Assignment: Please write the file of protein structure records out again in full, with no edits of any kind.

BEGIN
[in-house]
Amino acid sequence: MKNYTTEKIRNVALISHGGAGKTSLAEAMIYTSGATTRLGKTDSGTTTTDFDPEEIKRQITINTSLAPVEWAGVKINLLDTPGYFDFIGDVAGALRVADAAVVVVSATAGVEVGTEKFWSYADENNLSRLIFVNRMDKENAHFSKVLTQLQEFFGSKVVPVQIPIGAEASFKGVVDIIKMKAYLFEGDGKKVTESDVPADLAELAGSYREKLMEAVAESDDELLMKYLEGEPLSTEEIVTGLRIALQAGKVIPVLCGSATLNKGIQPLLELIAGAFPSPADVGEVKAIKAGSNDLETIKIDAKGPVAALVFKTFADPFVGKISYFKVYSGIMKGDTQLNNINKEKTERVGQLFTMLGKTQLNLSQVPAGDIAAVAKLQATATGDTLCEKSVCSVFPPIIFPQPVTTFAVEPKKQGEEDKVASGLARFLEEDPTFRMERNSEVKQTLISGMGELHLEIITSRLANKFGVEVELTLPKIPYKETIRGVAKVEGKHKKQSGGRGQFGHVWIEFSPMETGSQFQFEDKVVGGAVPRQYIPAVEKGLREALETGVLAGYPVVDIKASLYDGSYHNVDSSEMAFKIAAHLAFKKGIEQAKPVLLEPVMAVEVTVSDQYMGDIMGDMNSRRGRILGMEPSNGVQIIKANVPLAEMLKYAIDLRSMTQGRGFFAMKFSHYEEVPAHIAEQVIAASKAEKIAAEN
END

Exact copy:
[in-house]
Amino acid sequence: MKNYTTEKIRNVALISHGGAGKTSLAEAMIYTSGATTRLGKTDSGTTTTDFDPEEIKRQITINTSLAPVEWAGVKINLLDTPGYFDFIGDVAGALRVADAAVVVVSATAGVEVGTEKFWSYADENNLSRLIFVNRMDKENAHFSKVLTQLQEFFGSKVVPVQIPIGAEASFKGVVDIIKMKAYLFEGDGKKVTESDVPADLAELAGSYREKLMEAVAESDDELLMKYLEGEPLSTEEIVTGLRIALQAGKVIPVLCGSATLNKGIQPLLELIAGAFPSPADVGEVKAIKAGSNDLETIKIDAKGPVAALVFKTFADPFVGKISYFKVYSGIMKGDTQLNNINKEKTERVGQLFTMLGKTQLNLSQVPAGDIAAVAKLQATATGDTLCEKSVCSVFPPIIFPQPVTTFAVEPKKQGEEDKVASGLARFLEEDPTFRMERNSEVKQTLISGMGELHLEIITSRLANKFGVEVELTLPKIPYKETIRGVAKVEGKHKKQSGGRGQFGHVWIEFSPMETGSQFQFEDKVVGGAVPRQYIPAVEKGLREALETGVLAGYPVVDIKASLYDGSYHNVDSSEMAFKIAAHLAFKKGIEQAKPVLLEPVMAVEVTVSDQYMGDIMGDMNSRRGRILGMEPSNGVQIIKANVPLAEMLKYAIDLRSMTQGRGFFAMKFSHYEEVPAHIAEQVIAASKAEKIAAEN